Types of Childcare
Choosing childcare may be one of the most important decisions you will have to make for your child. There are many different types of childcare to choose from and we have described them below for you.
If you would like further details on the childcare in your area then contact the Families Information Service
who hold just about everything there is to know about childcare in County Durham.
A crèche provides occasional care for children who are under 8 years of age. Some crèches are set up in permanent places and provide care for children whilst their parents/carers are shopping or doing sport. Some crèches are set up on a temporary basis to care for children whose parents/carers are attending a conference or exhibition.
Playgroups or pre-school are available for children aged 2-5 years and normally last around 3 hours per session. They provide opportunities for play and sometimes nursery education if they are registered with the Local Education Authority (LEA).
Childminders are self employed carers based in their own homes and must be registered with OfSTED. Annual safety checks are carried out by OfSTED on the home and the childminder. In addition, all adults living in the childminders home are checked by the police. A childminder is allowed to look after up to six children under eight years old including their own, but only three of them can be aged under five. Childminders must provide a smoke free environment. All childcare providers have to meet the Early Years Foundation Stage (national standards) relating to health and safety, equipment and the care and learning they provide.
Parent and Toddler Groups
Parent and Toddler groups are available for children aged 0-5 and provide an informal, friendly gathering where parents and carers can share the pleasures and the anxieties of bringing up a small child. They are usually set up in the local church hall or community centre and run by volunteers, normally the parent/carers themselves. Parent/carers are responsible for their own children. They enable you to meet other parents and carers in a friendly atmosphere and chat over a cup of tea, knowing your children are safely enjoying themselves nearby. They are open to anyone who wishes to use them.
A nanny is someone who will care for your child or children in your own home. Nannies may live on the premises. There is currently no legal requirement for nannies to be registered or inspected by anyone unless you share them with more than one other family. This means that in most cases no checks are made on them. You may find a nanny through a nanny agency, by advertising, by recommendation from someone you know or by contacting your local college. Nanny agencies advertise in Yellow Pages, in magazines like Nursery World and on the internet. A reputable agency would be registered with the Federation of Recruitment and Employment Services. Nanny agencies are not regulated in any way. They do not have to make any checks on the suitability of nannies. Ask what safeguards they offer but remember that the safety and protection of your children is ultimately your responsibility. If you decide that a Nanny is what you want you must remember that you will be the nanny’s employer. You are required by law to give your nanny a contract within the first eight weeks which sets out a start date, requirements for notice of termination, salary, including tax and national insurance contributions, hours, holidays, main duties and sick pay.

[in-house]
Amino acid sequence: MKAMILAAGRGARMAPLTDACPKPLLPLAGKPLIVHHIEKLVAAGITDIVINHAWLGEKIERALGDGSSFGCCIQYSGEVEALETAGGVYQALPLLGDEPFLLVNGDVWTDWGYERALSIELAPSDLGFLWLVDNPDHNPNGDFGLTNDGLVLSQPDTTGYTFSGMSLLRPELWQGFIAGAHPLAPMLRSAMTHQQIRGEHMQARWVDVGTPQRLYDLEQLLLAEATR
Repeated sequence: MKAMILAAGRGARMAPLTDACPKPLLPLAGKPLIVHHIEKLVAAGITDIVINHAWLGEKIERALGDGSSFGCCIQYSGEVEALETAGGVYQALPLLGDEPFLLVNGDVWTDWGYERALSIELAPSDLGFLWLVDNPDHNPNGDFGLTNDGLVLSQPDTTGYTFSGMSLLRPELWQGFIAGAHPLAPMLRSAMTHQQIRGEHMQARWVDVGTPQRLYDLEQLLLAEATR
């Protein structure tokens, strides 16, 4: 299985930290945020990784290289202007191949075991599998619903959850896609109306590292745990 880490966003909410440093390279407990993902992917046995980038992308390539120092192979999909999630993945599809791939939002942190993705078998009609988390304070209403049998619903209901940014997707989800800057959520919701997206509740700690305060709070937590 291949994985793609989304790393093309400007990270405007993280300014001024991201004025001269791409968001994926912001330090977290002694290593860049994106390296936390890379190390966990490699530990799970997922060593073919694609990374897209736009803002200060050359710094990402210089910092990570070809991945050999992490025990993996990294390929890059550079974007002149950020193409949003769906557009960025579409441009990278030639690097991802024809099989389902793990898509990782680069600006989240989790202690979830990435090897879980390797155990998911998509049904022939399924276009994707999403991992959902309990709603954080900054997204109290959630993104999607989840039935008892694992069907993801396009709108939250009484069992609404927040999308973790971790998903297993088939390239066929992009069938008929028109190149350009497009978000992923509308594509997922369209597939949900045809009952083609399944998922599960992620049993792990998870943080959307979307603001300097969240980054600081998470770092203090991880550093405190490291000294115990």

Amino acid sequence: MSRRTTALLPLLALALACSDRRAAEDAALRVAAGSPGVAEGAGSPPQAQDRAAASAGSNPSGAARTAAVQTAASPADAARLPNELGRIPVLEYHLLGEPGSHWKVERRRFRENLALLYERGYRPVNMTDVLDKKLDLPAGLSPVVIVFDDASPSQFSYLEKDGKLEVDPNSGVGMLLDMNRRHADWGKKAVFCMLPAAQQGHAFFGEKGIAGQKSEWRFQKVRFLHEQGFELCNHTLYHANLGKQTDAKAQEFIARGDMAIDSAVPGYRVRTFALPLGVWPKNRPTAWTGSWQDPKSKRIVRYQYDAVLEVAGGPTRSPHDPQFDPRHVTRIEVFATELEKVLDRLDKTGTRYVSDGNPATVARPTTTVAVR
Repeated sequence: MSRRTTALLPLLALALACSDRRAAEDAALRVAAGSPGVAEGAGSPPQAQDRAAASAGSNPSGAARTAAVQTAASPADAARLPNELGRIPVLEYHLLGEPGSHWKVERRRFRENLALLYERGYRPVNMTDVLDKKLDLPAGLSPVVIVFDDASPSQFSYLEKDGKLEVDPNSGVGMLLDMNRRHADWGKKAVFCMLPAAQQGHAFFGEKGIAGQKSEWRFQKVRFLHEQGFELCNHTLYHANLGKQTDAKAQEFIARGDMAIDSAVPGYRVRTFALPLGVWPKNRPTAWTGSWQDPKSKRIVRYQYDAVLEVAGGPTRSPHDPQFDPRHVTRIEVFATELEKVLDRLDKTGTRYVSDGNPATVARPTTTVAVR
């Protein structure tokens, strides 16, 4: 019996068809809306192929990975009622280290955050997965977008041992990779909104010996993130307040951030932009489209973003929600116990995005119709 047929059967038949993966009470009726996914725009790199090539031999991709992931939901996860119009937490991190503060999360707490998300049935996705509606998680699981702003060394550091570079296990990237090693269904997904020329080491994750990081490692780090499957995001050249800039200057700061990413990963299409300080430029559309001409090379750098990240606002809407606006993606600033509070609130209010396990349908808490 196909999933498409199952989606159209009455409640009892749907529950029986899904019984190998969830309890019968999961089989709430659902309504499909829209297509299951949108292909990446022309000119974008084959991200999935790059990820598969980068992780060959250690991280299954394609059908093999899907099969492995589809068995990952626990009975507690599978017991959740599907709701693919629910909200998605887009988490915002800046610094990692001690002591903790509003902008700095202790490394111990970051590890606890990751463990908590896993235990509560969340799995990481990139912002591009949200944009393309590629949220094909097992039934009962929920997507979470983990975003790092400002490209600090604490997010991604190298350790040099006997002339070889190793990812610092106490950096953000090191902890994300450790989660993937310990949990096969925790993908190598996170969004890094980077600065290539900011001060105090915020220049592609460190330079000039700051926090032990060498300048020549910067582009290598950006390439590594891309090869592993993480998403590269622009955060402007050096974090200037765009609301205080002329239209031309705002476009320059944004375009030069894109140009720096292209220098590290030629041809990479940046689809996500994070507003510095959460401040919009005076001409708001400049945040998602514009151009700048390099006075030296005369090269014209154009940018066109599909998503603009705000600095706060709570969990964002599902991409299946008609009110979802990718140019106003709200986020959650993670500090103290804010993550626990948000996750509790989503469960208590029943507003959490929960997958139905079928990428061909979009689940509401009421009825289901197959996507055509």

Out of School Clubs
Out of school services are for school age children to play and learn and have fun in groups. They are usually based in or near schools and more are being set up to help families where parents work. Out of school services can be registered with the local authority and inspected each year. They are run outside school hours by a team of staff, usually called playworkers. Activities should be planned to help children learn, play and relax with their friends. Playworkers will often pick children up from local schools. There are different types of out of school services so look around to find one that suits you and your child. There are different types of out of school provision as detailed below: Breakfast clubs – open in the mornings before school so children can enjoy breakfast there. After school clubs – open in the afternoons between about 3.30pm and 6.00pm. Holiday playschemes – open during school holidays between about 8.30am and 6.00pm. Out of school services are also called Kids' Clubs. There will be a charge for out of school services, so you need to ask the cost when you visit the club.
Private, Voluntary and Independent Nurseries
Private, voluntary or independent nurseries usually provide full day care, early years education and play for up to the age of five. They are generally open 8.00am to 6.00pm, although some only operate on a sessional basis (this is either morning or afternoon sessions). The majority of these nurseries are open weekdays, all year round (except for Bank Holidays) but some are only open in term time and close for school holidays. Decided yet? If not there are a few brochures that you can request which will give you more information or get in touch with the Families Information Service.
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